Shifting seabirds – how do wedge-tailed shearwater, Ardenna pacifica, respond to at-sea and on-island pressures in sub-tropical east Australia? | UniSC | University of the Sunshine Coast, Queensland, Australia

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Shifting seabirds – how do wedge-tailed shearwater, Ardenna pacifica, respond to at-sea and on-island pressures in sub-tropical east Australia?

Application open until filled

Eastern Australia is a rapidly changing oceanic regions in the Southern Hemisphere, with warming temperatures causing a strengthening of the East Australia Current which bringers warmer, and nutrient-poor waters further south as the climate warms. These warming sea surface temperatures are associated with range shifts of marine species, specifically the shift of tropical marine species into subtropical waters and the shift of subtropical species into temperate waters. Among Australian seabirds, the wedge-tailed shearwater, Ardenna pacifica, is one such species that is reported to be declining across the northern extent of its Eastern Australian range, but whether this species is shifting, or declining is not known. In addition to its exposure to rapid warming in its at-sea range impacting upon its prey species, the wedge-tailed shearwater, a philopatric island breeding seabird, is also experiencing changes to its breeding islands. Increases in extreme rainfall events and localized invasion by native and exotic rodents together exert additional pressures on this formerly abundant seabird species. This project aims 1) understand the breeding phenology of wedge-tailed shearwaters across their sub-tropical eastern-Australian range, 2) quantify the impact of extreme temperature, rainfall and on-island pressures such as rodents on breeding success across two or more islands, 3) to examine the long-term trends of adult and chick body condition, and relationships with sea and climatic conditions across more than 20 years of mass records and 4) forecast future population trend on the examined islands using scenario modelling of the impact of different pressures.

Aims/Objectives 

1)  Understand the breeding phenology of wedge-tailed shearwaters at a midpoint in their eastern-Australian range.

2) Quantify the impact of extreme rainfall and on-island pressures (invasive and native species, and people) on breeding success across two or more islands,

3) Examine the long-term trends of adult and chick body condition, and relationships with sea and climatic conditions across more than 20 years of mass records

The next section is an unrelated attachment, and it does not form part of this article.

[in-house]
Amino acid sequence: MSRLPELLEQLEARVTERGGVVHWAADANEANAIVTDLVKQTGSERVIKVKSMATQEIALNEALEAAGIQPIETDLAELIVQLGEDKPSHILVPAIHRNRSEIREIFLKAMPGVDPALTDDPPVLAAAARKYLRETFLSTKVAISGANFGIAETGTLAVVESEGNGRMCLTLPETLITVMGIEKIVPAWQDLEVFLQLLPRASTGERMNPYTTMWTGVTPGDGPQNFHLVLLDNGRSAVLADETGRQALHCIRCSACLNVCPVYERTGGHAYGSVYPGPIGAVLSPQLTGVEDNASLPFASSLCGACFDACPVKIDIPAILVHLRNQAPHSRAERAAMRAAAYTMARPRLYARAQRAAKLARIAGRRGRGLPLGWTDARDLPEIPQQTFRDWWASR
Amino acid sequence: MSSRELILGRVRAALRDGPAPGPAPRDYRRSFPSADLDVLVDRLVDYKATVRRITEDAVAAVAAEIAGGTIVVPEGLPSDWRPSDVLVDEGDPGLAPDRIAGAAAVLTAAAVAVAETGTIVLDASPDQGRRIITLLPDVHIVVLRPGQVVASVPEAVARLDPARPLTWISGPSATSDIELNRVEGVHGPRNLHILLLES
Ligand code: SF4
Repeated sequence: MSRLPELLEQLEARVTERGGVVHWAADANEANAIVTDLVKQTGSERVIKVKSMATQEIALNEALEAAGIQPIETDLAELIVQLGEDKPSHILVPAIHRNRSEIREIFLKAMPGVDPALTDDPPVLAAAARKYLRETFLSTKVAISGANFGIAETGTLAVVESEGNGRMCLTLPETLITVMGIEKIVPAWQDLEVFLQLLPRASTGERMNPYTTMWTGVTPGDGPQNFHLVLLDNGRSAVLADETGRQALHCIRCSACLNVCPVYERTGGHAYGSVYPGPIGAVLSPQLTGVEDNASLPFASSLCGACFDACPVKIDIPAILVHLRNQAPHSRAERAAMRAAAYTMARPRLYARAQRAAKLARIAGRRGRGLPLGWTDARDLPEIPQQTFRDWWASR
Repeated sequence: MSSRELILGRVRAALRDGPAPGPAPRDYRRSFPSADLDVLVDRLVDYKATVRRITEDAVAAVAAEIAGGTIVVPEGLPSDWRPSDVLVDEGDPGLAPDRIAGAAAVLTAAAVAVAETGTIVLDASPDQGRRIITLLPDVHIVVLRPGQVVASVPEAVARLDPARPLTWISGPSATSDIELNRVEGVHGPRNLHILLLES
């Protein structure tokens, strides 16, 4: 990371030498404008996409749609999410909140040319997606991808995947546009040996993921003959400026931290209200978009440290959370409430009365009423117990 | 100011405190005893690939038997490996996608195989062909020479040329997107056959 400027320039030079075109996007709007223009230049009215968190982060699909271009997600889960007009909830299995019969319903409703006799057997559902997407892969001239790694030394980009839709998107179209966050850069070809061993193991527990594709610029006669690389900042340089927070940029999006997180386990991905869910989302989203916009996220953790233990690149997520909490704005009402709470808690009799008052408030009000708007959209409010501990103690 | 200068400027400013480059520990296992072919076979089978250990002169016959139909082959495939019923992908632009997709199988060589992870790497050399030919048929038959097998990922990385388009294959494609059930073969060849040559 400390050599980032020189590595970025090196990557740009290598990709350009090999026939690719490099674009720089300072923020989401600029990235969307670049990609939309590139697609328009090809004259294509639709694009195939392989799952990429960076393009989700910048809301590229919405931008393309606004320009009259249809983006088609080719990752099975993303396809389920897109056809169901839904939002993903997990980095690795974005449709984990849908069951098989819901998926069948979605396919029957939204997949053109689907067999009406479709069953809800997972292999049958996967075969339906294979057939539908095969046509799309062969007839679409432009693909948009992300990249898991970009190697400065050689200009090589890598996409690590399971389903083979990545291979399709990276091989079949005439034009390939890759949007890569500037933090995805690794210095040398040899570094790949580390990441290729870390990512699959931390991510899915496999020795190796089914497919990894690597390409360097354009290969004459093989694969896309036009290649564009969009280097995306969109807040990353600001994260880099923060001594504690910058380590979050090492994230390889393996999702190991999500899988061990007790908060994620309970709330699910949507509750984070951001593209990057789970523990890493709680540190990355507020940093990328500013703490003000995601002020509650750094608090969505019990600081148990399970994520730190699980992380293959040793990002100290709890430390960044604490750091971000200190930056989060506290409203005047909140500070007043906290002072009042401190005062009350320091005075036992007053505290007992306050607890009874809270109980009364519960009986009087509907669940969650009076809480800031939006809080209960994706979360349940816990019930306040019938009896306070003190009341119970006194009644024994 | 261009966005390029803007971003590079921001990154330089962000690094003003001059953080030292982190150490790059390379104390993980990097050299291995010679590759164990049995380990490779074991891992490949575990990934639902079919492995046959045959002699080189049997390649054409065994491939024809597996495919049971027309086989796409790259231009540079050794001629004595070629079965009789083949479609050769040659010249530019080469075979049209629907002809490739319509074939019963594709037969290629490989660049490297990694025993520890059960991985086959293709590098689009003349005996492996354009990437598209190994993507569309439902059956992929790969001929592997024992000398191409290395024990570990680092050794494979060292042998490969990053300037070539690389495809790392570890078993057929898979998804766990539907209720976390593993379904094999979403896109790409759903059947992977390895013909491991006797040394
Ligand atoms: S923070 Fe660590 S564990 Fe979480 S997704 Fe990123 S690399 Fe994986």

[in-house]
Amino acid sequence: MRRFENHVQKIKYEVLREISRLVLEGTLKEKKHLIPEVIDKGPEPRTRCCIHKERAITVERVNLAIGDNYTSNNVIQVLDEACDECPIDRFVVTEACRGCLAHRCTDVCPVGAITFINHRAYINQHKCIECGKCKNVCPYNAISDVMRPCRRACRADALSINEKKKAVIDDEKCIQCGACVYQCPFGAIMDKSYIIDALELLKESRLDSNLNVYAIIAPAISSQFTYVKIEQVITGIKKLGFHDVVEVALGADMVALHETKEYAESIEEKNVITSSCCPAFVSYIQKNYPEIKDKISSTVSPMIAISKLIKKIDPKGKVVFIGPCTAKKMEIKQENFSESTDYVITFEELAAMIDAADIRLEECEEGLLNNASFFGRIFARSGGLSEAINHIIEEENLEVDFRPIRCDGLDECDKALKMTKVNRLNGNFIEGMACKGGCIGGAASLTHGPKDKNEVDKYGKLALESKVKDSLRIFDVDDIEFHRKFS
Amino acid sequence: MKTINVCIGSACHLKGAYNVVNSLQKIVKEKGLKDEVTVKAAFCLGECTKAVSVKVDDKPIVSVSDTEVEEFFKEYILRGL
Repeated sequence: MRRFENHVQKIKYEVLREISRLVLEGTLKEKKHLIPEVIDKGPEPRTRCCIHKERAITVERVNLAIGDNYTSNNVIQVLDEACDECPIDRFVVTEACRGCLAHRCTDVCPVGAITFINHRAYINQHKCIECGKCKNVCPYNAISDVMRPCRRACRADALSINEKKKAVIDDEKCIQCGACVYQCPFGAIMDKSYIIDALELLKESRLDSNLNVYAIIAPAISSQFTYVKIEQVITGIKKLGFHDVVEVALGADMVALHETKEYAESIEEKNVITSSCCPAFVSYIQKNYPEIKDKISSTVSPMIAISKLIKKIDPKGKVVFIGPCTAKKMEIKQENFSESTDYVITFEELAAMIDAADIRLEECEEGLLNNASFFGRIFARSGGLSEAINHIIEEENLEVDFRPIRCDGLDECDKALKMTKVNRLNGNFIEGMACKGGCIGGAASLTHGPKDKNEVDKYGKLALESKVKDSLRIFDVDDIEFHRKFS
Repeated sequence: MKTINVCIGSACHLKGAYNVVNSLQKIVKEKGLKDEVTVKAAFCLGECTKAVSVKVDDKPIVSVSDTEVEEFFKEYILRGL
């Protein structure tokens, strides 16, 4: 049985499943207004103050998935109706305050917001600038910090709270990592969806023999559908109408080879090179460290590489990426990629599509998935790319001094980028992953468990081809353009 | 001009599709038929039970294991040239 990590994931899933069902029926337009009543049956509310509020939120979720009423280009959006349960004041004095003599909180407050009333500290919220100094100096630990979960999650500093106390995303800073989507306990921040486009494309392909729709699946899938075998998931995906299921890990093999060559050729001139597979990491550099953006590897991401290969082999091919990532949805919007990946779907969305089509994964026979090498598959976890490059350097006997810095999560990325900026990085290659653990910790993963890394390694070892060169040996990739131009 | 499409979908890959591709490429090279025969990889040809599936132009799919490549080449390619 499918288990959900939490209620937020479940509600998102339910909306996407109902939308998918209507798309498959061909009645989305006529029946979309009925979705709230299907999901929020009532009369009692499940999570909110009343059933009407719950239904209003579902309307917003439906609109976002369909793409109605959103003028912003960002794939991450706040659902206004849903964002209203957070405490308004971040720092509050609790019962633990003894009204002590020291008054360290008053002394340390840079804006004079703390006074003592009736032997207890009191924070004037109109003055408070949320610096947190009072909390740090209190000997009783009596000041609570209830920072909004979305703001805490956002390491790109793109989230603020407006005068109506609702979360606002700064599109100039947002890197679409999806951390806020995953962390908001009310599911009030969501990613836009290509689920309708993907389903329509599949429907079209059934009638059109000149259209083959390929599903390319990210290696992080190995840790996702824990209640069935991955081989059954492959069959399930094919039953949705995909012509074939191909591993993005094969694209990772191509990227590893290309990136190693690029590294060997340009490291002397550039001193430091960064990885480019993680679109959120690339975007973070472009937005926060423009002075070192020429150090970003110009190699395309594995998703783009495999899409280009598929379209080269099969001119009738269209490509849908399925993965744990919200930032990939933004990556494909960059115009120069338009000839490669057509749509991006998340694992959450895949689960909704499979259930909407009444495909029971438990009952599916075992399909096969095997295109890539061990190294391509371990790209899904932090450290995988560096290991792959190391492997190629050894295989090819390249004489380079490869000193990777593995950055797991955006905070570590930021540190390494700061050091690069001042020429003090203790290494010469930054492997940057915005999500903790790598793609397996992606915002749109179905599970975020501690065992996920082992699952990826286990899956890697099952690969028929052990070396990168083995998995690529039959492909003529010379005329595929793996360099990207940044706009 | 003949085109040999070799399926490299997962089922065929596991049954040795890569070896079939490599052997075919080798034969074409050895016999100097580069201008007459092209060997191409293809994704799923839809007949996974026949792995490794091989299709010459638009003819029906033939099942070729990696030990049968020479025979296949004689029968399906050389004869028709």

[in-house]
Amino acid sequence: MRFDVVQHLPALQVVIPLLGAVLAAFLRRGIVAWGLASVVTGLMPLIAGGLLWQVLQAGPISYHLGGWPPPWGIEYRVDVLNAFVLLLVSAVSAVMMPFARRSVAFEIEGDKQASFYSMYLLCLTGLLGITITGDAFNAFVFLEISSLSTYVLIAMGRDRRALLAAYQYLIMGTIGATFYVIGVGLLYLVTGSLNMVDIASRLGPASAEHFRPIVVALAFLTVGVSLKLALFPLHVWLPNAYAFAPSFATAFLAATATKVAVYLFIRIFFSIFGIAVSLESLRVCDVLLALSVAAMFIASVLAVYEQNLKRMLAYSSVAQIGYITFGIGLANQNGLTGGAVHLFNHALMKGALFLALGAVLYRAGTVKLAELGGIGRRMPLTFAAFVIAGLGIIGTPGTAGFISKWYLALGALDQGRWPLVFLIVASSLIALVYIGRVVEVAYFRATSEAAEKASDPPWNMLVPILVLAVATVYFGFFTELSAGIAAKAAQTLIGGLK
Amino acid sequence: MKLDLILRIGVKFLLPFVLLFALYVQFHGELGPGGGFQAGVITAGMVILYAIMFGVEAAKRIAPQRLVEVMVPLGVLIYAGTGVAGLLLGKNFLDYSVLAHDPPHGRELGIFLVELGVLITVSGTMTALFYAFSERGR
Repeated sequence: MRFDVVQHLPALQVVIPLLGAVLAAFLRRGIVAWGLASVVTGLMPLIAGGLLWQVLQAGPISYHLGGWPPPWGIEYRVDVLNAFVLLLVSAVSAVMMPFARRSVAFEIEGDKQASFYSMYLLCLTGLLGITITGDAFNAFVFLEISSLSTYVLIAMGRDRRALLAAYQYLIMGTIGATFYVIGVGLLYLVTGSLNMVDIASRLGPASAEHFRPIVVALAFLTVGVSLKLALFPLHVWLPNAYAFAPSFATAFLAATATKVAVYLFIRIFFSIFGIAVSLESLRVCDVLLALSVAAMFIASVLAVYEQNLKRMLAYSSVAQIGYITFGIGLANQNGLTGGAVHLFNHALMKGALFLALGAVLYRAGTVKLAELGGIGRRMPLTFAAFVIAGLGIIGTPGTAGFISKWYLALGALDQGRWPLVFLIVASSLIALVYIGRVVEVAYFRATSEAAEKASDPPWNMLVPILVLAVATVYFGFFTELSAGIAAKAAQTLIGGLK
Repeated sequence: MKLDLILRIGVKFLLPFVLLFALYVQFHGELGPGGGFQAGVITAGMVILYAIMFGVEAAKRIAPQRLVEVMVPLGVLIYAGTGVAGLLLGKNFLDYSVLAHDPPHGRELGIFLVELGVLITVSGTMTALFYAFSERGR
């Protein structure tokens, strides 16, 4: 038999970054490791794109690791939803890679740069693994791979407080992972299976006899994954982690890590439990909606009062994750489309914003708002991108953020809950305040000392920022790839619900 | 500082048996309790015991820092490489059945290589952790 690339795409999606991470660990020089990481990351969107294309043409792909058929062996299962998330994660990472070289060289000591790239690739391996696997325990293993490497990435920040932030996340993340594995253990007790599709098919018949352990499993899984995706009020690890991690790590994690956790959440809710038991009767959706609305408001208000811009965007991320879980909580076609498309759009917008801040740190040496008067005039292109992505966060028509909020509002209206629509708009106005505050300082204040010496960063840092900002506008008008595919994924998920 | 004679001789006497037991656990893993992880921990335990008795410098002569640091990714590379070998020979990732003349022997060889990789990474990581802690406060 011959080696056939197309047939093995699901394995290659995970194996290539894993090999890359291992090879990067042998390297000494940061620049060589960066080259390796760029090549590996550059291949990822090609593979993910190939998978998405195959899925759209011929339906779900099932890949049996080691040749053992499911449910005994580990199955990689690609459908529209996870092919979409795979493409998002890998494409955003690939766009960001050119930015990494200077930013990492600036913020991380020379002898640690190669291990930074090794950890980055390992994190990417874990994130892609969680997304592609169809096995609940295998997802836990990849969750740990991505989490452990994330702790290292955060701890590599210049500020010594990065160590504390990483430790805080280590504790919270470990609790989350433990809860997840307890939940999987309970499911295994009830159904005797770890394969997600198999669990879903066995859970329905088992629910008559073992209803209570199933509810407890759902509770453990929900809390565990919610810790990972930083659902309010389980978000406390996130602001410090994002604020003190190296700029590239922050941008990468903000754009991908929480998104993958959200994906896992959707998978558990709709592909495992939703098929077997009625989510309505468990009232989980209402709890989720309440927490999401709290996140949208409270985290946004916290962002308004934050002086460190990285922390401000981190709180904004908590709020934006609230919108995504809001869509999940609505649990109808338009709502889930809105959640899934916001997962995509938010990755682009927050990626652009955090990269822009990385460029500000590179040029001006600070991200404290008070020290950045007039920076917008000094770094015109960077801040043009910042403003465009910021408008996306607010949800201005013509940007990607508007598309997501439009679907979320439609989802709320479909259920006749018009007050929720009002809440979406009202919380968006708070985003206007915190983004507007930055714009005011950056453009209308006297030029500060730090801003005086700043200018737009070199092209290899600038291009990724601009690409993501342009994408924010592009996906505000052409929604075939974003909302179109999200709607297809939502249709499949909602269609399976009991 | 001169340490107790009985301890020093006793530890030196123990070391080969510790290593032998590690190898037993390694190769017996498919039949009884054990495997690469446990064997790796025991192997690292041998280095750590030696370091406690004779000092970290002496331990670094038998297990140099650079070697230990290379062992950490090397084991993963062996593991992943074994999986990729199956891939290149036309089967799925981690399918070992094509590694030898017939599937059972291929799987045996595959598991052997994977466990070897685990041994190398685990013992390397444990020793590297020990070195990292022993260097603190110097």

4) Forecast future population trend on the examined islands using scenario modelling of the impact of different pressures.

 

What are we looking for in a student?

This project will involve a fair amount of field work during the wedge-tailed shearwater summer breeding season, paired with analysis during the non-breeding winter season. Positive collaboration with citizen scientists to aid with parallel data collection will be necessary for the success of this project’s comparison between northern and southern extents of the range, given that the birds will be breeding over the same time period across multiple islands.

Therefore, we are seeking a student with a keen interest in seabirds and field work, who is available to spend up to two weeks at a time in the field during the breeding periods that are important for this study. The busy times in the field will occur during approximately September/October (pre-breeding), mid-November to early Dec (to record egg laying), at hatching (approx. 50-55 days after laying) and at fledging (mid-April to early May). Field work will also occur outside of these times, but can be done with shorter visits of a few nights at a time.

We’re seeking a student with an easy going and accommodating personality to work in the field with volunteers and citizen scientists to collaborate with data collection. A flexible schedule to accommodate the sometimes unpredictable nature of island field work – as the timetable of travel to and from islands may be impacted or delayed by sea conditions, weather conditions, and when birds are most active in a particular year.

We’re also seeking a student reasonable level of quantitative skills and independent learning when it comes to new statistical problems. A student with previous experience using R statistical software, would be ideal as this project involves a good deal of data analysis.

But mostly, we’re looking for someone who is as interested in seabirds as we are!

Eligibility

- Australian or New Zealand citizen (domestic applicant status) 

- Be accepted into a Higher Degrees by Research program at the University of the Sunshine Coast

Selection criteria

Criterion 1: Academic Achievement

Criterion 2: Research Capability

Eligible programs
Doctor of Philosophy
Number available
1
Value

Successful applicants will be awarded a Tuition fee offset scholarship : Value $22,000 p/a. Coverage for 4 years full time, total value $88,000   

Application

For further information or submission of Expressions of Interest send contact to Dr Kathy Townsend ktownse1@usc.edu.au 

Please include: 

1) Cover Letter

2) Current resume/CV